Thursday, October 31, 2013

Skills Centers in 2013

Once a week during Skills Block, we bring out Skills Centers for the children to practice.  These are hands-on activities that encourage the children to practice the skills we have been working on.  While the groups are working it gives us time to work with a single child or a small group that might need just a little extra to master a skill.

At this time of year we are working on skills that require the student to put the onset and short a rime together and then to match the sounds to represent each picture.

 There are many centers that require the students to match initial alphabet letters to pictures.

 The center below is one of the examples of work with ending sounds. In this center, students are expected to match scoops and cones that have the same ending sounds.

We are in our last two weeks of our phonemic awareness study of Nursery Rhymes.  As part of listening and playing with the sounds in the rhymes we also talk about print conventions such as where the nursery rhyme starts and how it moves from left to right and top to bottom.  We also use the rhymes to practice pointing under each word so these centers ask the student to use the rhyme that they know well and to match the words in order.  This is a challenging center for many of the children this time of year so they often work with a partner.

 There are several different centers that ask the students to put the letters of the alphabet in order or that ask them to find missing letters in the order.

 Dot-to-dot alphabet sequencing is a favorite activity that requires the student to remember the sequence of the letters.

Names are the center of many activities these first few weeks of school so this activity asks students to copy the names of their friends with and without a written model.

Monday, October 14, 2013

Flying with the Eagles

I work with a group of talented, dedicated - dare I say passionate - educators in a school we sometimes call Disneyland!  Some of these teachers I have worked with for over ten years.  A few are new to our group and several float in and out on any given year as we mostly loop from kindergarten to first and then back again to kindergarten.

Through a personality survey we found out this year that we are mostly "eagles."  A few "peacocks" among us, no owls and a dove or two,  so you can imagine that we are opinionated and move fast.  That sometimes gets us into trouble, because we move so quickly to get things done that we don't always take the time to hear everyone's voice and occasionally we forget to make sure the newbies understand and have a voice.   We also have to give our opinion, whether anyone listens or not, which means we have had problems with talking over each other, but I have to admit that I REALLY like flying with these eagles.  They are hard working. They get things done - might trample on a few feelings every now and then - but for the most part these are eagles with heart.  They would do anything for the children in their care and for each other.  They enjoy each other and often spend their off time together.  We are a large group of 14, different ages and different places in our lives, but we had a TDE this week and one of my colleagues said, "You know I think we've matured as a team."  Today, we did stop to listen to those who are quieter.  We did take the time to explain to the newbies.  We did try hard to wait for the silence before speaking.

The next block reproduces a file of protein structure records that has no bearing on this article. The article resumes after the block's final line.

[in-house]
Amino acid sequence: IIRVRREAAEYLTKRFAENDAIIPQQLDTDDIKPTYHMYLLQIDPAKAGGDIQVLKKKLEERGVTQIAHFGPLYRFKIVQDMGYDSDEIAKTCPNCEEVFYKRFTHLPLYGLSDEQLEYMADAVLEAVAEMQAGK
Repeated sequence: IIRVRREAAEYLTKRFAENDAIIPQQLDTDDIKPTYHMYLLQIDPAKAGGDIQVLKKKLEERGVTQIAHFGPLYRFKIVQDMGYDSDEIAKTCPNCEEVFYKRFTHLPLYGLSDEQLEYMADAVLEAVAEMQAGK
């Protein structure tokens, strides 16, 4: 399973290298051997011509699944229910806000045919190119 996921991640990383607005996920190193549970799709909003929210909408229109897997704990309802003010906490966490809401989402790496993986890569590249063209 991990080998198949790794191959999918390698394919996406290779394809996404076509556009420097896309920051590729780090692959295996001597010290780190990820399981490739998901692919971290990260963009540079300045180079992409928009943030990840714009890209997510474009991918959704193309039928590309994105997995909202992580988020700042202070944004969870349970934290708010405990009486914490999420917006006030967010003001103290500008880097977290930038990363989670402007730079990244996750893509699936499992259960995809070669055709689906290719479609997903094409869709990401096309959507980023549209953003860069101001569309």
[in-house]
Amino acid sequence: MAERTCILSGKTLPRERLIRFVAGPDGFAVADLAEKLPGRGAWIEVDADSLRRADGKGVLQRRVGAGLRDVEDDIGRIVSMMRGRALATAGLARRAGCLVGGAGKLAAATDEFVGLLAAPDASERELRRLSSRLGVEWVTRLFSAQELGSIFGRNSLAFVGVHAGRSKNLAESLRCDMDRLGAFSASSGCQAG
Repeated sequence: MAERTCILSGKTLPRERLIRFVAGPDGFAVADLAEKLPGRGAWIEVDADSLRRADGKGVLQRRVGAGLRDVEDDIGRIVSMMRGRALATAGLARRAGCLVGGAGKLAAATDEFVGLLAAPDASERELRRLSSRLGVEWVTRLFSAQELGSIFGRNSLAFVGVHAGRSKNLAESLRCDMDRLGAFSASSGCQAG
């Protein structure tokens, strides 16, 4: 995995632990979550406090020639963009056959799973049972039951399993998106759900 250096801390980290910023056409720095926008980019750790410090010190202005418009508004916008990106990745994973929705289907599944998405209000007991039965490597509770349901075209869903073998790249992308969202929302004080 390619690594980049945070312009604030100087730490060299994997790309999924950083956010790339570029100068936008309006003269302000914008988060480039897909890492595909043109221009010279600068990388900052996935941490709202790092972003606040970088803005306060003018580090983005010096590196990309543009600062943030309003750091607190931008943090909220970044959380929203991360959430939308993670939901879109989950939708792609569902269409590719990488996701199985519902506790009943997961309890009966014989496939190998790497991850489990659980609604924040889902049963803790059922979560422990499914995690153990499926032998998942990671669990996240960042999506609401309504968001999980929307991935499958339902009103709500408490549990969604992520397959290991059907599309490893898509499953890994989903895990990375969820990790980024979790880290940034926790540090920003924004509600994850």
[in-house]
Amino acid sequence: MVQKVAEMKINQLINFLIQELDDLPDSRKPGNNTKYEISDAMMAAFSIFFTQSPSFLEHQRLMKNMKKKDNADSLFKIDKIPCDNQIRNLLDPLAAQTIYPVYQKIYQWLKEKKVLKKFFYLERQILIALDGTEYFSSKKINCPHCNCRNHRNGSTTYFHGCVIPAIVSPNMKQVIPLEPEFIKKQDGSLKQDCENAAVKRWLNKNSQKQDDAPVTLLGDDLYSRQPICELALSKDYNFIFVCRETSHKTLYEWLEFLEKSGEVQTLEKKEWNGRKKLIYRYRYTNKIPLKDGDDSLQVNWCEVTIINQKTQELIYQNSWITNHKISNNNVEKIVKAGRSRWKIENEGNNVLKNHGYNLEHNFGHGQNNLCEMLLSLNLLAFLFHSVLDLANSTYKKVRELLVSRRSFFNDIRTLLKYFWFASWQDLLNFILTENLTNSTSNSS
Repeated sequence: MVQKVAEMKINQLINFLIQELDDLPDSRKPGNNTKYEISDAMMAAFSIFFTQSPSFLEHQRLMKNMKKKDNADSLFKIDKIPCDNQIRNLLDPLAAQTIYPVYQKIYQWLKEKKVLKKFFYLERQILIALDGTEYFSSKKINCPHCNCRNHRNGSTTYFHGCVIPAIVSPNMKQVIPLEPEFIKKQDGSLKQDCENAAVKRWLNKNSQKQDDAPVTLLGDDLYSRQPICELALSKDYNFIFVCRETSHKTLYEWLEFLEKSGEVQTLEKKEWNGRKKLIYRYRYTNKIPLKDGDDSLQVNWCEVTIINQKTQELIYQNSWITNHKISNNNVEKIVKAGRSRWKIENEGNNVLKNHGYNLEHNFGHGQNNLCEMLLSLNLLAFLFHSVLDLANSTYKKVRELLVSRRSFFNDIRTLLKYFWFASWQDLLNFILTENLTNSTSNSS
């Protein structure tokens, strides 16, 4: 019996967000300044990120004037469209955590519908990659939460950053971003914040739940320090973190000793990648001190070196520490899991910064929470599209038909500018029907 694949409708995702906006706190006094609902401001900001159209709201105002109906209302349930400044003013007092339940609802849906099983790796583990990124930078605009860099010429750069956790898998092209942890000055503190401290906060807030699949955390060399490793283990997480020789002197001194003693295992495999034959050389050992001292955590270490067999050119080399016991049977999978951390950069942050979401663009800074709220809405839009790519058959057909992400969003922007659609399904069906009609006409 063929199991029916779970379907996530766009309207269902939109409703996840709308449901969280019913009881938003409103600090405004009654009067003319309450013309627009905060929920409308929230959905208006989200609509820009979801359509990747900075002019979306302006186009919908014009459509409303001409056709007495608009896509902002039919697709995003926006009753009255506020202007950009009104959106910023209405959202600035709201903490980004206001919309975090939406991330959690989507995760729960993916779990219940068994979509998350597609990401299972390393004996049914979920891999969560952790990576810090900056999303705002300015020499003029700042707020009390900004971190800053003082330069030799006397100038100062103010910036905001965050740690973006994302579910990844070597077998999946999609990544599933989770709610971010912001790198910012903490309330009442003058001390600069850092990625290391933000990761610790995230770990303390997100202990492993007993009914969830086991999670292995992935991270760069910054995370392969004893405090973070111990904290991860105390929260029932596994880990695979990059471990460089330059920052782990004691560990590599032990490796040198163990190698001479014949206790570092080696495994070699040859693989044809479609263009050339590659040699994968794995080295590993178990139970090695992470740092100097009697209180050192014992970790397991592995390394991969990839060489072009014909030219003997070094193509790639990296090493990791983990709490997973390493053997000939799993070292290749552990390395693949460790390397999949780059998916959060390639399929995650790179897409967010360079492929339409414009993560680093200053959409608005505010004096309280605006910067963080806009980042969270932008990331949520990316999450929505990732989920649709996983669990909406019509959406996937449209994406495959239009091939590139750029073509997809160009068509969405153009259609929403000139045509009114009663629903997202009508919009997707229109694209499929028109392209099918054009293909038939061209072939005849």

We were working on Pow Wow - a kindergarten tradition that takes lots of planning and time and collaboration. It was such a pleasant day and I felt so prepared and ready when we finished that the stress just evaporated.  I have always loved what I do, but I haven't always loved the people I worked with or the administration at other schools where I've taught.  I haven't always felt valued.  I haven't always felt like I was part of a team and that we could accomplish anything together.  Maybe that's why I appreciate it so much now.  I just feel... blessed!

Making Words

We have been using an old "tried and true" intervention designed by Patricia Cunningham and Dorothy Hall for quite some time. However, it is new to Duval County and is a fun part of our daily Skills Block.  Students get to be letters and then to stand side by side to make the word.  The student on the carpet help the students, and especially like to "help" if some of the students end up in the wrong place!

Sunday, October 13, 2013

Close Reading Conversation continues...

Last week we had the county's Director of K-2 Reading come and do a demonstration lesson for our kindergarten teachers.  We don't usually get to watch lessons from outside of our school, so this was a treat.  Besides, how many Directors of Reading do you know that would come into a kinder class and demo a lesson?

This week our reading coach, Melanie Holtsman, took the big leap and taught a different type close reading lesson in the same kindergarten class.  Melanie was not a kindergarten teacher but she is a risk taker and willing to put herself out there for the greater good.  As you can see from her video, she is a natural and the age of the students really doesn't matter.  She's simply a master teacher. She crafted her lesson around her learning from the Summer Institute at Teachers' College so she used the idea of visual text - in other words, looking at pictures!  Now doesn't that make sense?  What I notice when I watch the video is this new verbiage she uses,  like, "I seem to think... "  "I'm starting to think..." "My thinking is growing and changing..."  She also asks for evidence, evidence, evidence. That's what I see as different so that she moves the students into deeper thinking about the pictures - uh, excuse me - visual text!